The record-breaking Korean series: after its triumph many Korean restaurants began to propose their versions of “royal banquets”.
The Korean term is Hallyu, which in English could be translated as Korean Wave. By whatever term you call it, what’s undeniable is the success Korean culture has had throughout Asia starting in 2000. And this applies to all genres of culture: from cuisine, music (K-pop), films, (Europe embraces the more “festival”-oriented ones; Asia loves their action movies), and, most of all their television shows.
The most clamorous example is the costume drama, Dae Jang Geum, which is set in the royal courts of Korea in the 17th Century. The leading character is Jang Geum (a true historical figure), a woman of humble origins who becomes the first female doctor and the premiere royal chef of the Joseon dynasty.
It’s an in-depth and realistic look at Korea’s ancient culture, which has broken all viewer records, with almost 50% of the audience share, and has played an important part in diffusing traditional Korean cuisine throughout South East Asia.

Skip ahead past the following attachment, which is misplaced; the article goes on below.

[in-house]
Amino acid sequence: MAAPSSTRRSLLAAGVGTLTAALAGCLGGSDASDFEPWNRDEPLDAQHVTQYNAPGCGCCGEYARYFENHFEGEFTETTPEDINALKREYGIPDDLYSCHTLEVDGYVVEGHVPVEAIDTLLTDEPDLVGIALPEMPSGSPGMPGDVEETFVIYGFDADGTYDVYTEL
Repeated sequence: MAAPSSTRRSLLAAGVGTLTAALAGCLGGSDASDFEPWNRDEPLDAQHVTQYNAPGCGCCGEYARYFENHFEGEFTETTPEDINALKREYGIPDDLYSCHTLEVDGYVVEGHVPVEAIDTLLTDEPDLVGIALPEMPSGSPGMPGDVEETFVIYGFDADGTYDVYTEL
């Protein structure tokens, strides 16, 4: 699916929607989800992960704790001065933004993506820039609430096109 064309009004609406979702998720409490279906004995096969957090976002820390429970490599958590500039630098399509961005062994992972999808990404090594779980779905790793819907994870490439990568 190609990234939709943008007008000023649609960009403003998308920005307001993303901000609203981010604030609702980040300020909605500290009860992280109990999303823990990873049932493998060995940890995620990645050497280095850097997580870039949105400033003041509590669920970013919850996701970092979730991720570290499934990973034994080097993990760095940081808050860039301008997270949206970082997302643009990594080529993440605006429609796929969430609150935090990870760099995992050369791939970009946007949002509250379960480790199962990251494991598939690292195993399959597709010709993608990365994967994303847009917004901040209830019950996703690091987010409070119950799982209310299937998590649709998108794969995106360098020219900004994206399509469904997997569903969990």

The series, also known by its English title Jewel in the Palace has been so popular that the production company has transformed 6,000 square metres of set into a theme park dedicated to the show. But according to Koreans, the true value of Dae Jang Geum is that it’s made today’s population familiar with culinary tradition. After its triumph (the series was first aired in 2003), many Korean restaurants began to propose their versions of “royal banquets”. But more than anything else, it’s made other Asian cultures interested in Korea’s eating habits, both past and present.
S.Pellegrino and Food for Soul, the non-profit organisation founded by Lara Gilmore and chef Massimo Bottura, form a new global partnership to drive social and environmental change and promote a sustainable food culture.